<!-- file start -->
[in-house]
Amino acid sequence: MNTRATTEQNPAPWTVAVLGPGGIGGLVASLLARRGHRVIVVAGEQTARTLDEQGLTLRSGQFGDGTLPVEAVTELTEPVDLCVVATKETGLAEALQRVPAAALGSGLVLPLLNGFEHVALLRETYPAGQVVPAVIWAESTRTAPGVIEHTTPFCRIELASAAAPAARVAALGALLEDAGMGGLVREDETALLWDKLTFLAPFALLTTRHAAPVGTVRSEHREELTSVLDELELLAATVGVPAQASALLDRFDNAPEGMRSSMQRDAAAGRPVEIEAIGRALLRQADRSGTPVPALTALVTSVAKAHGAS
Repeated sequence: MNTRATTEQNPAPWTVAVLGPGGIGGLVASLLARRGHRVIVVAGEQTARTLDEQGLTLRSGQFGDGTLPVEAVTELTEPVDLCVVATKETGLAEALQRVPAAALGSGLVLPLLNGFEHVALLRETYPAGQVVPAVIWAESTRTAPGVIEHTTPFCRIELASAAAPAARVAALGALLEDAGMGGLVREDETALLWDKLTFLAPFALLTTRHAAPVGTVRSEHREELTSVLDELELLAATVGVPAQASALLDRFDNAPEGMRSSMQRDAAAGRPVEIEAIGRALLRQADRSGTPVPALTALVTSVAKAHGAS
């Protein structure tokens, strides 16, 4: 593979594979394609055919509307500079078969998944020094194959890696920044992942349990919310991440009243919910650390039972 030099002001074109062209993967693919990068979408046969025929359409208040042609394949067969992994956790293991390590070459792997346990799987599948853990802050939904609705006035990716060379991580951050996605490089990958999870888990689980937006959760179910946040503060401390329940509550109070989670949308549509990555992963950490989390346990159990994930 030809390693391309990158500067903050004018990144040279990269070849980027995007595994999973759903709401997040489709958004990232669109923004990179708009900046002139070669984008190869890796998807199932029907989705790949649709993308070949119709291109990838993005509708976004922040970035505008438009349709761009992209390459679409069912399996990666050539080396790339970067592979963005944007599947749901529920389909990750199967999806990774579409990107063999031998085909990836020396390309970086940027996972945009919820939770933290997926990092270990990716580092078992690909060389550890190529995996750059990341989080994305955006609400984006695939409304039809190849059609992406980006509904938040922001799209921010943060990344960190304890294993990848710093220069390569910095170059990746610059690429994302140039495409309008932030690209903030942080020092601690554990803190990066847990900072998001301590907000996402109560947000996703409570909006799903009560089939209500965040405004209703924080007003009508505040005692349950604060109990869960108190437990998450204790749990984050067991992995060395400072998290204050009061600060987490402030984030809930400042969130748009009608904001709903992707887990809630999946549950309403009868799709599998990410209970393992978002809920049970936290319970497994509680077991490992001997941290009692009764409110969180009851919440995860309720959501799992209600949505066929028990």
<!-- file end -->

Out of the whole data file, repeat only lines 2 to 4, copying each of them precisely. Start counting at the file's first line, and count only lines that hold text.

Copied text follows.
Amino acid sequence: MNTRATTEQNPAPWTVAVLGPGGIGGLVASLLARRGHRVIVVAGEQTARTLDEQGLTLRSGQFGDGTLPVEAVTELTEPVDLCVVATKETGLAEALQRVPAAALGSGLVLPLLNGFEHVALLRETYPAGQVVPAVIWAESTRTAPGVIEHTTPFCRIELASAAAPAARVAALGALLEDAGMGGLVREDETALLWDKLTFLAPFALLTTRHAAPVGTVRSEHREELTSVLDELELLAATVGVPAQASALLDRFDNAPEGMRSSMQRDAAAGRPVEIEAIGRALLRQADRSGTPVPALTALVTSVAKAHGAS
Repeated sequence: MNTRATTEQNPAPWTVAVLGPGGIGGLVASLLARRGHRVIVVAGEQTARTLDEQGLTLRSGQFGDGTLPVEAVTELTEPVDLCVVATKETGLAEALQRVPAAALGSGLVLPLLNGFEHVALLRETYPAGQVVPAVIWAESTRTAPGVIEHTTPFCRIELASAAAPAARVAALGALLEDAGMGGLVREDETALLWDKLTFLAPFALLTTRHAAPVGTVRSEHREELTSVLDELELLAATVGVPAQASALLDRFDNAPEGMRSSMQRDAAAGRPVEIEAIGRALLRQADRSGTPVPALTALVTSVAKAHGAS
């Protein structure tokens, strides 16, 4: 593979594979394609055919509307500079078969998944020094194959890696920044992942349990919310991440009243919910650390039972 030099002001074109062209993967693919990068979408046969025929359409208040042609394949067969992994956790293991390590070459792997346990799987599948853990802050939904609705006035990716060379991580951050996605490089990958999870888990689980937006959760179910946040503060401390329940509550109070989670949308549509990555992963950490989390346990159990994930 030809390693391309990158500067903050004018990144040279990269070849980027995007595994999973759903709401997040489709958004990232669109923004990179708009900046002139070669984008190869890796998807199932029907989705790949649709993308070949119709291109990838993005509708976004922040970035505008438009349709761009992209390459679409069912399996990666050539080396790339970067592979963005944007599947749901529920389909990750199967999806990774579409990107063999031998085909990836020396390309970086940027996972945009919820939770933290997926990092270990990716580092078992690909060389550890190529995996750059990341989080994305955006609400984006695939409304039809190849059609992406980006509904938040922001799209921010943060990344960190304890294993990848710093220069390569910095170059990746610059690429994302140039495409309008932030690209903030942080020092601690554990803190990066847990900072998001301590907000996402109560947000996703409570909006799903009560089939209500965040405004209703924080007003009508505040005692349950604060109990869960108190437990998450204790749990984050067991992995060395400072998290204050009061600060987490402030984030809930400042969130748009009608904001709903992707887990809630999946549950309403009868799709599998990410209970393992978002809920049970936290319970497994509680077991490992001997941290009692009764409110969180009851919440995860309720959501799992209600949505066929028990």